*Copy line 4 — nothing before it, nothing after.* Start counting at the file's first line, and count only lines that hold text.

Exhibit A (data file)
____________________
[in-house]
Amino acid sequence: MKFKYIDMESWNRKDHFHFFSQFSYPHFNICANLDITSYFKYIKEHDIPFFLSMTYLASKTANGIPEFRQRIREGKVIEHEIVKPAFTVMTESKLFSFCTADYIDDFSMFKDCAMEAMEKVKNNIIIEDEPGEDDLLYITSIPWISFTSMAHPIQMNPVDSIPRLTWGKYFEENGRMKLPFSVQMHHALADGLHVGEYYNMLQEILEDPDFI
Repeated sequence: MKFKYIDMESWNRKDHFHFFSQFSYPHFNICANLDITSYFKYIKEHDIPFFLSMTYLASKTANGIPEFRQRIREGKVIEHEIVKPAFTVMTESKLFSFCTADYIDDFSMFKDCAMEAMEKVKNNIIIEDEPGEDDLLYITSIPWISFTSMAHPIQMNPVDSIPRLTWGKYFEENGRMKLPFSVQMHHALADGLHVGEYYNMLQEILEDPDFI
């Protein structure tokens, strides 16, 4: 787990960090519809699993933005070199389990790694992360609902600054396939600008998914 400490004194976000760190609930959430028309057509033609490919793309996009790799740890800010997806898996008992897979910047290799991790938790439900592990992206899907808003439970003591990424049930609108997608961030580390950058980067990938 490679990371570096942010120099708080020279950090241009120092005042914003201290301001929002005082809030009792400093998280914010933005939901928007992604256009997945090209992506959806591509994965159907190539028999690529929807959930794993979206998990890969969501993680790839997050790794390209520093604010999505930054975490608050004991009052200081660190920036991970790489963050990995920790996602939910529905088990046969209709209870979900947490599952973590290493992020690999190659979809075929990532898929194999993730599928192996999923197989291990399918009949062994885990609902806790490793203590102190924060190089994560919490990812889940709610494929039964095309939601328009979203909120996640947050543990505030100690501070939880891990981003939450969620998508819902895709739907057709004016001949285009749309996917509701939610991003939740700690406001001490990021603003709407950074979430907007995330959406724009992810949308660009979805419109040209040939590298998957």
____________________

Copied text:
């Protein structure tokens, strides 16, 4: 787990960090519809699993933005070199389990790694992360609902600054396939600008998914 400490004194976000760190609930959430028309057509033609490919793309996009790799740890800010997806898996008992897979910047290799991790938790439900592990992206899907808003439970003591990424049930609108997608961030580390950058980067990938 490679990371570096942010120099708080020279950090241009120092005042914003201290301001929002005082809030009792400093998280914010933005939901928007992604256009997945090209992506959806591509994965159907190539028999690529929807959930794993979206998990890969969501993680790839997050790794390209520093604010999505930054975490608050004991009052200081660190920036991970790489963050990995920790996602939910529905088990046969209709209870979900947490599952973590290493992020690999190659979809075929990532898929194999993730599928192996999923197989291990399918009949062994885990609902806790490793203590102190924060190089994560919490990812889940709610494929039964095309939601328009979203909120996640947050543990505030100690501070939880891990981003939450969620998508819902895709739907057709004016001949285009749309996917509701939610991003939740700690406001001490990021603003709407950074979430907007995330959406724009992810949308660009979805419109040209040939590298998957």